The new mayor of Rome, Gianni Alemanno, has done a fine job of cleaning up his image from that formed during his stint as the angry, square-jawed head of Italy's post-fascist youth movement in the early 1980s. Rather than scuffling in far-right-wing street protests, the now 50-year-old has earned a solid center-right reputation for his agility in the legislative arena and on political talk shows. And though his jaw is still square, Alemanno is notably quicker to smile than he was in his tough-guy, jean-jacketed youth. That is all the more true after his surprise victory on Monday's elections, when he soundly defeated former mayor and prominent center-left leader Francesco Rutelli by a 54 to 46 margin.
The conservative candidate's runaway victory Monday night comes two weeks after center-right leader Silvio Berlusconi swept back into the Prime Minister's office by roundly defeating Walter Veltroni, who had served the past six years as Rome mayor. When he took up his campaign for national office, Veltroni passed the capital's center-left baton back to Rutelli, who had been a popular mayor through the 1990s. Rutelli, a vice-premier and high-profile culture minister under the recently folded government of Romano Prodi, had been strongly favored to defeat the center-right upstart in the Rome race. His failure to deliver is bound to cause new rifts within Italy's thoroughly dispirited center-left.
Alemanno has built a reputation as an articulate protégé of Gianfranco Fini, the rightist leader who brought the post-fascist movement into the mainstream in 1993 with the founding of the National Alliance party. Alemanno served as agriculture minister in Berlusconi's 2001-2006 government, and was allied in the mayoral run with Berlusconi backers in the newly formed Freedom Party. After years of centrist Christian Democratic mayors and a 15-year grip by the center-left, Rome now has its first rightist mayor since World War II.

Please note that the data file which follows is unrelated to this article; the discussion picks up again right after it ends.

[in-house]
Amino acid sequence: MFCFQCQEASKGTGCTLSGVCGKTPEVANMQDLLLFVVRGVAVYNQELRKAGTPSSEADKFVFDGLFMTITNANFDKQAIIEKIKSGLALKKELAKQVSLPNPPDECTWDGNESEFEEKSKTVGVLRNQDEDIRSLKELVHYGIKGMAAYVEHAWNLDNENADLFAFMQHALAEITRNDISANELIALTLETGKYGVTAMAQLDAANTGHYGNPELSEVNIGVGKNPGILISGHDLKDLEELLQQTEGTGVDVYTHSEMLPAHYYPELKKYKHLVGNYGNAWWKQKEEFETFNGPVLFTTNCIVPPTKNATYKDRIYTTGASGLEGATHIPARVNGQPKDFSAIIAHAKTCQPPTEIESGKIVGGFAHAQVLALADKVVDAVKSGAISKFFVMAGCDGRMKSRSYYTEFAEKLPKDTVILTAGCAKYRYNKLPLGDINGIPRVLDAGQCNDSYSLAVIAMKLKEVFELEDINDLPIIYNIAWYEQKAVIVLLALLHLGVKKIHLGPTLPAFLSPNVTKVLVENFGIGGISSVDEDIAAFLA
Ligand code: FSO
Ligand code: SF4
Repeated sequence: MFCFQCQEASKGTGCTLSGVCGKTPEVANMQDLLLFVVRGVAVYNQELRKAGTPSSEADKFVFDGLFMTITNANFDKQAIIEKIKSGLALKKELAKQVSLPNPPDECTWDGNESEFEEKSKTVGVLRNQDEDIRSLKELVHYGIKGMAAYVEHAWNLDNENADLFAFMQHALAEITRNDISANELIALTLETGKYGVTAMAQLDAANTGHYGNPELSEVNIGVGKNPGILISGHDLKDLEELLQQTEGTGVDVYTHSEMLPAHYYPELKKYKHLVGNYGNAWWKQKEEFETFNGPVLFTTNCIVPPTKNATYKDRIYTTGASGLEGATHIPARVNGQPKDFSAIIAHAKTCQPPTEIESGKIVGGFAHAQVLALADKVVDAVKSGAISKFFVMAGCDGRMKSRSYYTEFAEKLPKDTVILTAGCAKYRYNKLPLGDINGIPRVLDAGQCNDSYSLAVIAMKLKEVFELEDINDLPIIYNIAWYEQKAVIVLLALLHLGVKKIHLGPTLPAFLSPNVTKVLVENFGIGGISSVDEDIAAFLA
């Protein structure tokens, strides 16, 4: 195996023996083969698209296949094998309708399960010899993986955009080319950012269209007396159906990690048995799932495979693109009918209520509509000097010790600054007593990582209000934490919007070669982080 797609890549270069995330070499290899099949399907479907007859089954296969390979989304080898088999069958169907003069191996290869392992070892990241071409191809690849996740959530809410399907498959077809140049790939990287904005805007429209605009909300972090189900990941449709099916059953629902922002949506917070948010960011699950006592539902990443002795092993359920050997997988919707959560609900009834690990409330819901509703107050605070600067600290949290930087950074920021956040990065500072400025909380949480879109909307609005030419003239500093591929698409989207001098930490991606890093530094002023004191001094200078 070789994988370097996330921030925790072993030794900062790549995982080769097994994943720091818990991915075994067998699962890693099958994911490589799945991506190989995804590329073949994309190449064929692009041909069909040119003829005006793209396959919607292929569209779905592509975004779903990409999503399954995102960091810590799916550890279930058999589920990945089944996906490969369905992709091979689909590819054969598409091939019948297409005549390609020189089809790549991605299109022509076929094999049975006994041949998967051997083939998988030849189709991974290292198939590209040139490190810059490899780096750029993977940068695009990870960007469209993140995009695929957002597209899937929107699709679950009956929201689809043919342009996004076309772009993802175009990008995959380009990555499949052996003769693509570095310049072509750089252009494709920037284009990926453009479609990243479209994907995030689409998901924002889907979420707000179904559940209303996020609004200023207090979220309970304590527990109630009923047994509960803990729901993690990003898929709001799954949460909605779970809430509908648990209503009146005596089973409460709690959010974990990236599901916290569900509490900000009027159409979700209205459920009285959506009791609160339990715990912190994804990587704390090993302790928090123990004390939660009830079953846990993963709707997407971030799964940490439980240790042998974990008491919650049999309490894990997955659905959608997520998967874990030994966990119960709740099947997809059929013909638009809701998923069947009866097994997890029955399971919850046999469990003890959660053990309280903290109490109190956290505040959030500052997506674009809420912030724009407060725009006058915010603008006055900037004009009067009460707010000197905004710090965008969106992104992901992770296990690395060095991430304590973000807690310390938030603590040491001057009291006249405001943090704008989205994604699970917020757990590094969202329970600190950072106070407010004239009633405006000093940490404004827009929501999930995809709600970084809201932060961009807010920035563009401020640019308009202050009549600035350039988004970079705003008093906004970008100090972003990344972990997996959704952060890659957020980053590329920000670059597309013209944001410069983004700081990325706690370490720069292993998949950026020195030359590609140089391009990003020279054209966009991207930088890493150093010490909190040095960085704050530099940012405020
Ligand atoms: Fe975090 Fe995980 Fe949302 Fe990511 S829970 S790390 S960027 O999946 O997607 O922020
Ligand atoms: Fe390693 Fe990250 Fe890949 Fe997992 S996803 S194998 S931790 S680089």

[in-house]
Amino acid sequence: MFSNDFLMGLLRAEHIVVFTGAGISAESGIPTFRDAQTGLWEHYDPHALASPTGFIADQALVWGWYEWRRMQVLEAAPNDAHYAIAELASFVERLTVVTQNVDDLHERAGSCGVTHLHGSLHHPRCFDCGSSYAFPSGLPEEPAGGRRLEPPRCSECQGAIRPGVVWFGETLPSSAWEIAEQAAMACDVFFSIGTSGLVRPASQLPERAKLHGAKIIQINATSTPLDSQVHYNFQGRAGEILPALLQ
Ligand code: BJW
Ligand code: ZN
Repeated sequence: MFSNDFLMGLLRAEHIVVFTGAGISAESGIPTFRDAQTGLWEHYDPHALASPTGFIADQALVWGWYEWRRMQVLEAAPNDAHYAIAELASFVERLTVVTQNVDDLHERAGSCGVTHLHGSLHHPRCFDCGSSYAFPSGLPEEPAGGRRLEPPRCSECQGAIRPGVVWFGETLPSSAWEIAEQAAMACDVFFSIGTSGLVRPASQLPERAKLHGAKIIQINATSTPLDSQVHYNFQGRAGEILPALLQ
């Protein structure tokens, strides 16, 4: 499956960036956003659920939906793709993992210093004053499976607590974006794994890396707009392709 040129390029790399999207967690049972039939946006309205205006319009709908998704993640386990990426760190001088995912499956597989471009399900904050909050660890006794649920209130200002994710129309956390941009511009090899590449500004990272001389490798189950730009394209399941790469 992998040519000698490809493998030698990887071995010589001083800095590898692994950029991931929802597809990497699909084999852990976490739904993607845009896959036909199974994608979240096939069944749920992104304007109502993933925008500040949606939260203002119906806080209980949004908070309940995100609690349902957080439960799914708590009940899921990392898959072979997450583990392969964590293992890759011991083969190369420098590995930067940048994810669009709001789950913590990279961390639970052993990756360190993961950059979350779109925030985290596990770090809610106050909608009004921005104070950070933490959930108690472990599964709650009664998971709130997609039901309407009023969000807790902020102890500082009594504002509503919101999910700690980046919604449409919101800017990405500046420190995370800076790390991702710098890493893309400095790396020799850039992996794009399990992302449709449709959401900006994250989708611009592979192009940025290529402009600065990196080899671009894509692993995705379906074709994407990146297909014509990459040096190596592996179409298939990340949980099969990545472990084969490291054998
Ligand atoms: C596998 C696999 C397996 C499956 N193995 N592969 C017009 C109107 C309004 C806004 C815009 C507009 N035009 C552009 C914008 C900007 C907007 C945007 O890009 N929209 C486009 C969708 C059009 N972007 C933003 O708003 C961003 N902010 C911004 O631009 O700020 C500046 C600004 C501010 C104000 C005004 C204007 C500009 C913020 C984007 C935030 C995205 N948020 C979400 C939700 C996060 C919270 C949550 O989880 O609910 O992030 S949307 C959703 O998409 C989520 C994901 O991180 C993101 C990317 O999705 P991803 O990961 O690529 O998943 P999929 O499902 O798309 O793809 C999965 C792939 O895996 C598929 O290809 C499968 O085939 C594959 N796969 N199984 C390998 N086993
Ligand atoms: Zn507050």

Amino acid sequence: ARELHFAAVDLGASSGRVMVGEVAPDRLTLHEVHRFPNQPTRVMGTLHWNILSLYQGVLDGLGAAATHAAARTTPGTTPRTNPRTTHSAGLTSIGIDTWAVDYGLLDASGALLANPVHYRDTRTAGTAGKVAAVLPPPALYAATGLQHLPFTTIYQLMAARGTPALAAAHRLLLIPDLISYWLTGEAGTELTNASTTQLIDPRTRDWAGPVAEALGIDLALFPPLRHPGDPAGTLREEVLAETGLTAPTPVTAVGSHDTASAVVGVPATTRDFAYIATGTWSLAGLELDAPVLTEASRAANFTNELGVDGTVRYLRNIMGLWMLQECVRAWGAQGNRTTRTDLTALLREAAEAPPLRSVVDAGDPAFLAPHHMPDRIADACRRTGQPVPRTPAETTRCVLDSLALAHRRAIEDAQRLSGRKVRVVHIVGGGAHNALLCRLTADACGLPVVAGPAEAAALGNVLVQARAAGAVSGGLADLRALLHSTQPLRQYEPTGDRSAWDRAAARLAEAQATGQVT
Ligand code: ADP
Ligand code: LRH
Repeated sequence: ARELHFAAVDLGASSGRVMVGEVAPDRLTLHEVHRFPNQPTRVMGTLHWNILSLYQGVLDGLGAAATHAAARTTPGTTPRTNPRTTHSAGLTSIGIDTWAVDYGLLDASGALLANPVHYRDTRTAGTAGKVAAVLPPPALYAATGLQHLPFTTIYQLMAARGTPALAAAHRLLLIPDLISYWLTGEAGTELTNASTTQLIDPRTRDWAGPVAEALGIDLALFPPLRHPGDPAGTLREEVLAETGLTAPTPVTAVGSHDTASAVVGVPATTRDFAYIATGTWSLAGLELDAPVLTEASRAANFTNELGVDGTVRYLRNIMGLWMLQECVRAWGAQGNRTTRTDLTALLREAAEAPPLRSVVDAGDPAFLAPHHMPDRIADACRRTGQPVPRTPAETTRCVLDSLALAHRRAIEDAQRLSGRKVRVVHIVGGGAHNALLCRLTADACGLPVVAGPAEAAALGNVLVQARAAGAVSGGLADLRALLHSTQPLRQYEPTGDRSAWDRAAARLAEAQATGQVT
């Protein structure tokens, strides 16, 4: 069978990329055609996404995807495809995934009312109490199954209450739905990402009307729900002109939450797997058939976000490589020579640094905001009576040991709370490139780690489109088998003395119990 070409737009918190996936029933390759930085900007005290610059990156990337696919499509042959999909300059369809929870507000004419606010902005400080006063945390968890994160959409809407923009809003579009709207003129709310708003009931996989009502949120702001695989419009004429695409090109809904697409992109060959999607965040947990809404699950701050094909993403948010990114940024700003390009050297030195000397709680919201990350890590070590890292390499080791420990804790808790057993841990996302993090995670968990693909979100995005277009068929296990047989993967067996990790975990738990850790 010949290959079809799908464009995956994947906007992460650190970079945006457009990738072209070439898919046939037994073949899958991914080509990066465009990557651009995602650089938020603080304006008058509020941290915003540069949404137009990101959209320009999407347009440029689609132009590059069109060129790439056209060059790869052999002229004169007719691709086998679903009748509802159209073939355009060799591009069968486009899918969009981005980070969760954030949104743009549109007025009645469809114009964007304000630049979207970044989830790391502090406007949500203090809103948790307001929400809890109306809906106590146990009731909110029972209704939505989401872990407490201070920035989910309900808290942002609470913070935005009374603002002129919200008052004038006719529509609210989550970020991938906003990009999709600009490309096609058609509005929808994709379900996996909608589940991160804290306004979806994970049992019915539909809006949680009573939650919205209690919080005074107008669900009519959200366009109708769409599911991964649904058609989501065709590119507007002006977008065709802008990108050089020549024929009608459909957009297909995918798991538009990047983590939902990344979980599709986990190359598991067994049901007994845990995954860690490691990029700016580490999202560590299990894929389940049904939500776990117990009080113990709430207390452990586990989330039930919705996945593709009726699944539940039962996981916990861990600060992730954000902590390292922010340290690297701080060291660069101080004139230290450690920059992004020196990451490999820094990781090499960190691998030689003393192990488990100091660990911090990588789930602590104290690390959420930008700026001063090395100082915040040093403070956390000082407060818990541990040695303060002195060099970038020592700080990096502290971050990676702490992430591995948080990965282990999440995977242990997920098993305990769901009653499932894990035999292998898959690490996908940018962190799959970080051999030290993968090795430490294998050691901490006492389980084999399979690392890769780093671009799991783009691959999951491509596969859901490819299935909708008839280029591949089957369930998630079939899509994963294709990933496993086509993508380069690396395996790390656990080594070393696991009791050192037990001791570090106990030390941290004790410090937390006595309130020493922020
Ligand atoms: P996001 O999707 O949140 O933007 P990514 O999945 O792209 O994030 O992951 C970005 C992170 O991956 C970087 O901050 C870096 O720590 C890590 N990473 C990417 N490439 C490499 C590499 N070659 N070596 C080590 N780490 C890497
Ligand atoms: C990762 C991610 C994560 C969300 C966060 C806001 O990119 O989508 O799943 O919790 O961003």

Alemanno's image may be adequately scrubbed up, but some of his supporters Tuesday night celebrated on the steps of the Campidoglio city hall with "saluti Romani" the Mussolini-era stiff-armed salute that was later adopted and made notorious by the Nazis. Alemanno has moved quickly to quell fears that he still espouses fascist ideals. Among his first gestures after the victory was to send telegrams to both Pope Benedict XVI and Rome's chief rabbi, Riccardo Di Segni. "I will be the mayor of all Romans: for those who voted for me, and those who didn't," he said. "We won't get dragged into the past when we're heading toward the future."
After no mayor candidate secured a 50% majority in April 13-14 elections, Rutelli and Alemanno upped their attacks against each other in the closing days, with much of rhetoric circulating around the issue of public safety after a high-profile rape case in Rome. Rutelli said Alemanno's populistic exploitation of law-and-order issues helped explain his victory.
As much as any sharp rightward turn in the capital, Alemanno's win is a sure sign that the center-left is in a dismal state. Veltroni, who was pummeled by Berlusconi two weeks ago, said the loss of Rome to the center-right was cause for "reflection." One question sure to be reflected on deeply in coming days: whether Veltroni himself can survive as the head of the opposition having presided over two such cutting defeats in the course of a mere two weeks.